thanks for that jace. always wanted to be one of those bloggers. well, not really, but i appreciate the joke.
and thank YOU for the good words, too, mike mistaker. lookin’ forward to your own makeover.
finally, glad you dig the sounds, luis. if it’s not obvious that last one that you liked so much actually is a remix of the beach boys’ vibes piece at the top, if bit-crunched and glitchily reggaefied.
It sipple out deh, fe sure.. But not for you, sir? Excuse me if this is an impertinent question but as an ethnomusicologist who does a lot of international travel, what pays your presumably substantial bills – flying BostonNY-CambridgeMA-Jam, living expenses, web expenses, computers, music gear, etc.?? Not implying anything bad – I just find it amazing that’s all. How do you do it? You must be rolling in it!
Heh. “Rolling in it.” Not quite. Indeed, quite the opposite, as I currently find myself not fully employed and with a fair amount of education-related debt. Let’s not confuse and conflate things: I haven’t been on an international flight in a couple years now, and though some of those trips to Jamaica were generously supported by institutional grants (from UW-Madison and Harvard’s Berkman Center), I pay for most of my travel, my living expenses, and my musical-technical gear out-of-pocket from the little money I earn as a lowly visiting instructor at various institutions that have been so kind as to see some promise in what I do.
I’d like to hope, though, that I’m on the cusp of landing a more stable position teaching and researching somewhere and that all of my investments of the last several years (as you so suggestively detail) will finally “pay off” at least in so far as I can begin paying off my debts. I am not complaining, though; I understand that I am very lucky to be able to do what I love and “make a living” from it. I suppose one way I alleviate my conscience when it comes to studying music in more “sipple” circumstances than my own is that I am motivated — as I hope is suggested by my work in schools and prisons — by a desire to effect social change and economic justice, and to illuminate the structures of imperialism and racism and capitalism that work to affirm the sipple-but-stable status quo.
That’s very cool indeed. I’d be happy just to emigrate to Jamaica and stay. That’s my 5-year plan in fact. I can think of easier ways to make a living than music tho’. I think music takes incredible resourcefulness to turn into a living no matter where you are. You make it look easy bro! All the best,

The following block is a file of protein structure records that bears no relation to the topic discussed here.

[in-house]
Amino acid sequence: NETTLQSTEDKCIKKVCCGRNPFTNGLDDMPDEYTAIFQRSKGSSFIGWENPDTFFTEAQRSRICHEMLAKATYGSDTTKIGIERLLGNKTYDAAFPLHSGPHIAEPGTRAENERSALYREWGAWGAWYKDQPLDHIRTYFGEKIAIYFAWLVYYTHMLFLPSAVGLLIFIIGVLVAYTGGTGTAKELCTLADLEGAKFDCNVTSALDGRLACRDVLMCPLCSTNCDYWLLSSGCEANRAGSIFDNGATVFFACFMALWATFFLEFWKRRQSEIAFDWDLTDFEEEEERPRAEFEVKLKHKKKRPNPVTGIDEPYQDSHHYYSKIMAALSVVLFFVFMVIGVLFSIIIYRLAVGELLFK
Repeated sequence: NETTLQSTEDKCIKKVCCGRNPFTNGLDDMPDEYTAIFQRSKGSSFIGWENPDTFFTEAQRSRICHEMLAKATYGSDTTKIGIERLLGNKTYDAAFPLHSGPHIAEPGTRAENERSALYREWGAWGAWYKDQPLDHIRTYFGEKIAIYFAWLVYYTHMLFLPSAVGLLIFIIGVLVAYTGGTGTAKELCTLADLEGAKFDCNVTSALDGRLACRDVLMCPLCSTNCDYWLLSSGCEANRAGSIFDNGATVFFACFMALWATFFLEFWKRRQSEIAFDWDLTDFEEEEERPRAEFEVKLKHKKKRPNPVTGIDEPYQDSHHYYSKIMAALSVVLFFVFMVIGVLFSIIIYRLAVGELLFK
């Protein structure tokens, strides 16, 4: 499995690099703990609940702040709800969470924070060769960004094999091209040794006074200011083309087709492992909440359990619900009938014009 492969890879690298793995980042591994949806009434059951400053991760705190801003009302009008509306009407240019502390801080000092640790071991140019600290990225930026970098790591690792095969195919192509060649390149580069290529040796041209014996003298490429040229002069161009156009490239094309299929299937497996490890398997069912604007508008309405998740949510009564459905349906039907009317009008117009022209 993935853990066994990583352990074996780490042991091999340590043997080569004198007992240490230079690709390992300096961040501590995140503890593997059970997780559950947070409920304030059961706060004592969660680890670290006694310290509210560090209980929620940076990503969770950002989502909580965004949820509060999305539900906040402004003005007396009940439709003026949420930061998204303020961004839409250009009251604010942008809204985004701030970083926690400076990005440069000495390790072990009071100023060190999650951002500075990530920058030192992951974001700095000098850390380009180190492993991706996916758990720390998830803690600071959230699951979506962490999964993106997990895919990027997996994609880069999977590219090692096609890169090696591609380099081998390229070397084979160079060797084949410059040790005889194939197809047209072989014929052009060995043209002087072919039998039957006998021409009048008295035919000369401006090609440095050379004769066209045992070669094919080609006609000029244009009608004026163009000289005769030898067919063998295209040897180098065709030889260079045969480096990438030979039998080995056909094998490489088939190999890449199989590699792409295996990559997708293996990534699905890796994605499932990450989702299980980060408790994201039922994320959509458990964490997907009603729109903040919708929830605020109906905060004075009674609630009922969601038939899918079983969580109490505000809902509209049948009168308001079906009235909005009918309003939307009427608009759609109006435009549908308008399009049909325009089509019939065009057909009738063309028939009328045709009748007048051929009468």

Keep on the good work! :]
keep doing what you’re doing…good listening and reading – apprecited
I’m waiting for the next post, man.
I was drawn to the Caribbean Students Association booth during the activities fair here at Stanford last month, for some unknown reason. As you know, I have no island roots, but I couldn’t help but feel like the Jamaican flag was calling to me. Long story short, I show up to the CSA’s welcome banquet next to a brother named Marvin, a visiting fellow working on a social venture project he wants to bring to Kingston. ‘Kingston?’ I say. He tells me about the project, something about robots and kids and social entrepreneurship. â€˜Sounds a lot like this guy I know from Harvard. He taught roots music, dancehall, and dub to kids in Kingston schools andâ€¦â€ â€œWayne Marshall?â€ he says. â€˜You know Wayne Marshall?â€™ I say loudly. The whole room hears me and responds â€œEverybody know Wayne Marshall!â€
Small world. One love.
Yo Wayne, get that email about the paper I’d like to write for class? Wait a minute, this is not the forum to discuss business. This is a forum to discuss pleasure. So let’s boogie… on the South Side.
That’s too funny, Luke. Of course, everyone but Marvin was talking about the other Wayne Marshall, but I never get enough of that coincidence. (Plus, I think I’m still ahead in the Great Google Race, if now trailing that organist bloke.)
And, Darian, although class business of a certain sort is probably best saved for another forum, this here is a forum which, I hope, mixes business with pleasure almost as a rule (though I have a hard time applying the b-word to anything I do; let’s call it work, or rigor, or something like that). I’ll be emailin’ ya back re: the paper proposal — but in brief: looks good, do both.
yo wayne, Ive moved to London
hit me on my yahoo address
maybe theres some things I can chase up for ya?
or, as Max Romeo might say, gonna put on an iron shirt and chase the devil out of earth, eh?That’s the plan for me anyway.I am currently planning to embark upon a course of study, route as yet wholly decided in order to implement a music leadership workshop themed by Respect. One of the key pieces of music I plan to use is Daddy Freddy’s Simon Harris remixed version of Respect overlaid with some of my lyrics. (Permissions pending). Need to brush up on my dig-skills and stuff though! Then I had a whimsical idea that I should just emigrate to Jamaica, and immerse myself in dub and that’s how I found this. I can dream can’t I? Nuff respek, wicked choons!
hey Wayne, I know how you love dub, so just passing tru to show some love and say hey, check out da http://www.myspace.com/kaosthierry. Just to tickle ya tastebuds, there’s some Jah warrior trax on there taken from dub from the heart pt II overlaid with my first princess of honorary jamaican grimeyness style lyrix, namely dub inna ghetto and wickedman dub.Pass by and show some love, maybe even if you get the time let me know what you think. I am thinking about taking the riddim method resurrection movement forward. Bless da Marshall-Manuel riddim method 4iva and iva 1Jahlove
Amazing, impressive, beautiful. This blog never ceases to amaze.
One thing- I understood that 3-3-2 rythmn is called the ‘tresillo’ in cuban music, and is thought of as a unit in its own right, rather than as simply ‘half a clave’. Maybe this mix is more about the influence tresillo than clave?
Thanks, Plio (though I don’t understand why you left your comment here instead of here).
You’re right that that tresillo is the more common rhythmic unit running through this mix, though I don’t think that Cuba can take as much credit for the “influence of the tresillo” as for something a little more specific, like clave (which, still, people will argue about). That 3-3-2 figure is just too widespread to have a single source — it’s a fundamental rhythmic relationship.
I do think, though, that it’s not incorrect to say that clave contains a tresillo figure (but I wouldn’t call it “half a clave”).
Hi Wayne, newly discovered your blog and love it! I read the jail piece with interest; unfortunately the link to Orlando’s second riddim is broken.